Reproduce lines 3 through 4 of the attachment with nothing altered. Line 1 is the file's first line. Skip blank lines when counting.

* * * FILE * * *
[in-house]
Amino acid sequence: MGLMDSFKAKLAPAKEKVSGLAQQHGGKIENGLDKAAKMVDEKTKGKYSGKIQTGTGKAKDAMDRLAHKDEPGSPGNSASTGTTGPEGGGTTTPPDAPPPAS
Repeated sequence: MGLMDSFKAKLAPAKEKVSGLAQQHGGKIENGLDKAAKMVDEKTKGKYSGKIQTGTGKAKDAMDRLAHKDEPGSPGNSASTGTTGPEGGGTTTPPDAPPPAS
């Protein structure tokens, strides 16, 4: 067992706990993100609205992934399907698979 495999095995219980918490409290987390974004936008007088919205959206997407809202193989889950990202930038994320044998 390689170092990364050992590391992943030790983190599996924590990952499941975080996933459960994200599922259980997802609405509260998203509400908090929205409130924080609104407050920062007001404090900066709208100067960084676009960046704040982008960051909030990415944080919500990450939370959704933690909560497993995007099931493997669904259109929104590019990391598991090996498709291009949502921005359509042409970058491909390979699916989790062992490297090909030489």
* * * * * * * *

Repeated sequence: MGLMDSFKAKLAPAKEKVSGLAQQHGGKIENGLDKAAKMVDEKTKGKYSGKIQTGTGKAKDAMDRLAHKDEPGSPGNSASTGTTGPEGGGTTTPPDAPPPAS
């Protein structure tokens, strides 16, 4: 067992706990993100609205992934399907698979 495999095995219980918490409290987390974004936008007088919205959206997407809202193989889950990202930038994320044998 390689170092990364050992590391992943030790983190599996924590990952499941975080996933459960994200599922259980997802609405509260998203509400908090929205409130924080609104407050920062007001404090900066709208100067960084676009960046704040982008960051909030990415944080919500990450939370959704933690909560497993995007099931493997669904259109929104590019990391598991090996498709291009949502921005359509042409970058491909390979699916989790062992490297090909030489």